Trope

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Linguistic usage

A trope is a rhetorical figure of speech that consists of a play on words, i.e. using a word in a way other than what is considered its literal or normal form. The other major category of figures of speech is the scheme, which involves changing the pattern of words in a sentence.

Trope comes from the Greek word, tropos, which means a "turn", as in heliotrope, a flower which turns toward the sun. We can imagine a trope as a way of turning a word away from its normal meaning, or turning it into something else.

A large number of tropes have been identified, among them:

(For a more comprehensive listing, see Figure of speech)

Literary usage

In literature, a trope is a familiar and repeated symbol, style, character or thing that permeates a particular type of literature. They are usually tied heavily to genre. For example, tropes in horror literature and film include the mad scientist or a dark and stormy night. Tropes can also be plots or events, such as the science fiction trope of an alien invasion that is deterred at the last minute.

Authors that rely on tropes are often seen as unimaginative and dull. However, many authors have twisted tropes into new forms to great success. Stephen King has been noteworthy for taking older horror tropes and reworking them into the modern world to great effect.

Tropes in philosophy of history

The use of tropes has been extended from a linguistic usage to the field of philosophy of history by, among other theoricists, Hayden White in his Metahistory (1973). Tropes are generally understood to be styles of discourse - rather than figures of style - underlying the historian's writing of history. They are historically determined in as much as the historiography of every period is defined by a specific type of trope.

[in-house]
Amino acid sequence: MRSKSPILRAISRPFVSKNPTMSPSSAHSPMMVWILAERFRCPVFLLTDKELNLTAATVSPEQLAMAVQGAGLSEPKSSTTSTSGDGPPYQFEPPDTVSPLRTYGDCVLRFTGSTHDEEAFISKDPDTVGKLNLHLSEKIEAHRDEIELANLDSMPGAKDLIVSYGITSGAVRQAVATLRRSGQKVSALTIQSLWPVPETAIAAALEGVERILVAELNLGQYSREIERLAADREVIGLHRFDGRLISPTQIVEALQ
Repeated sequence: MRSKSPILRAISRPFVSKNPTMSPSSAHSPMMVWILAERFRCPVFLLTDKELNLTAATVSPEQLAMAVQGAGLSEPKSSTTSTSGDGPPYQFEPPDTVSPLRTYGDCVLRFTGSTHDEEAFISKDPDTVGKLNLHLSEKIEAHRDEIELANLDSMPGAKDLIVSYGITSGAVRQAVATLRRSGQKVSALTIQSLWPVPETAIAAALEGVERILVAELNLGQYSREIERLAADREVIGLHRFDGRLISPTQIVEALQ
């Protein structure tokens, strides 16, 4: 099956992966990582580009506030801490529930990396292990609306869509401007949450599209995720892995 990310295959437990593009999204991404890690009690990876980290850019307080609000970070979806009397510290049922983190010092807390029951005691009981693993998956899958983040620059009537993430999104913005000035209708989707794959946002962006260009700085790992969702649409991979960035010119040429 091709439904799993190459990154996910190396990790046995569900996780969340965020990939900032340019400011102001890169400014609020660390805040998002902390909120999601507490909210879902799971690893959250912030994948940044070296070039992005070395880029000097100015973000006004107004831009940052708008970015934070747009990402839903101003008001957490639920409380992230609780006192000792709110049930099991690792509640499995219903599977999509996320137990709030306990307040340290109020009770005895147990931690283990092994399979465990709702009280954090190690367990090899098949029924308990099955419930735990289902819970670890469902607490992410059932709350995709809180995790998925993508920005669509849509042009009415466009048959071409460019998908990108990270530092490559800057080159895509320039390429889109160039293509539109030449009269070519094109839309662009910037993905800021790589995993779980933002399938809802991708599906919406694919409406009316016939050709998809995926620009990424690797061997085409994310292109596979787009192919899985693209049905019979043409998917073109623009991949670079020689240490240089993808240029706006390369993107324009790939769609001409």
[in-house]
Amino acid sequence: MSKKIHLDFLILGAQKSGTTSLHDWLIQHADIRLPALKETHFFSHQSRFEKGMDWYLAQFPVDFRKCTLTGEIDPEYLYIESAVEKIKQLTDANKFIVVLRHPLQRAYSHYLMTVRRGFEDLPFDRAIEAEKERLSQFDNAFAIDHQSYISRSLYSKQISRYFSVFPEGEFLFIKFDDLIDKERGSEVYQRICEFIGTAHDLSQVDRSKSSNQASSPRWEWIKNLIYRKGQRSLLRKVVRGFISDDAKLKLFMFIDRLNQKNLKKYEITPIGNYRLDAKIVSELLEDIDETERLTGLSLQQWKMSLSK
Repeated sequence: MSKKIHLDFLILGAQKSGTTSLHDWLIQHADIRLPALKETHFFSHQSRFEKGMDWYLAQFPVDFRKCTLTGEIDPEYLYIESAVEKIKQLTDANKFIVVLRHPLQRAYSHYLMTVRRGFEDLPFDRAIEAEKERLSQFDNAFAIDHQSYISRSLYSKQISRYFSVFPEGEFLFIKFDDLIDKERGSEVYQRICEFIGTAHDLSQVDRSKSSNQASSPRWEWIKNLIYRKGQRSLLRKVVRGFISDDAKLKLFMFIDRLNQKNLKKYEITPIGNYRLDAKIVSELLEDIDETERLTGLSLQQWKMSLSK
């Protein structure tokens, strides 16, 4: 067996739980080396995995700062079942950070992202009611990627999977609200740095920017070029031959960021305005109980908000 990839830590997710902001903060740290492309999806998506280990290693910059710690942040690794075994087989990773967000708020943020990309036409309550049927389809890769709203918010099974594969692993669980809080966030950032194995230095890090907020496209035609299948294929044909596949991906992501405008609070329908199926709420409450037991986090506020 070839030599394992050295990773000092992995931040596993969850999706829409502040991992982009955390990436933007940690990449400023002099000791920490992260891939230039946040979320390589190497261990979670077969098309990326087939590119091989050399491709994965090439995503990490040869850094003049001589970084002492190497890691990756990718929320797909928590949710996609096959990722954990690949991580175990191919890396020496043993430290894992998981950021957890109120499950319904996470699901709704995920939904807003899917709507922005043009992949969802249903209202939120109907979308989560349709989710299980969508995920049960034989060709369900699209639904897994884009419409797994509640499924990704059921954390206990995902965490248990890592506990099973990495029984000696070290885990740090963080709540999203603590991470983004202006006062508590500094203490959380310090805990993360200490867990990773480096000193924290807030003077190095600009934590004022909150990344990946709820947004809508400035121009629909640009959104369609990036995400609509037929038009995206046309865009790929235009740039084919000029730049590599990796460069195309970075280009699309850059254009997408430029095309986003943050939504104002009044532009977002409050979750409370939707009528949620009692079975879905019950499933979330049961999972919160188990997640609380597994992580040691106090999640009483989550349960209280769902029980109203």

For Hayden White, tropes historically unfolded in this sequence: metonymy, metaphor, synecdoche and, finally, irony.

Tropes in music

In Medieval music

In the Medieval era, troping was an important compositional technique. There were two basic types of tropes: textual and musical. A textual trope involved the assigning of a new text to an existing musical melisma. A musical trope was the insertion of new notes into a piece of music, creating or extending a melisma.

In 20th century music

In serial music, a trope is an unordered collection of six different pitches, what is now called an unordered hexachord, of which there are two (complementary ones) in twelve tone equal temperament. Tropes were used by Josef Matthias Hauer in his twelve-tone technique developed simultaneously but overshadowed by Arnold Schoenberg's.

See also

no:Trope

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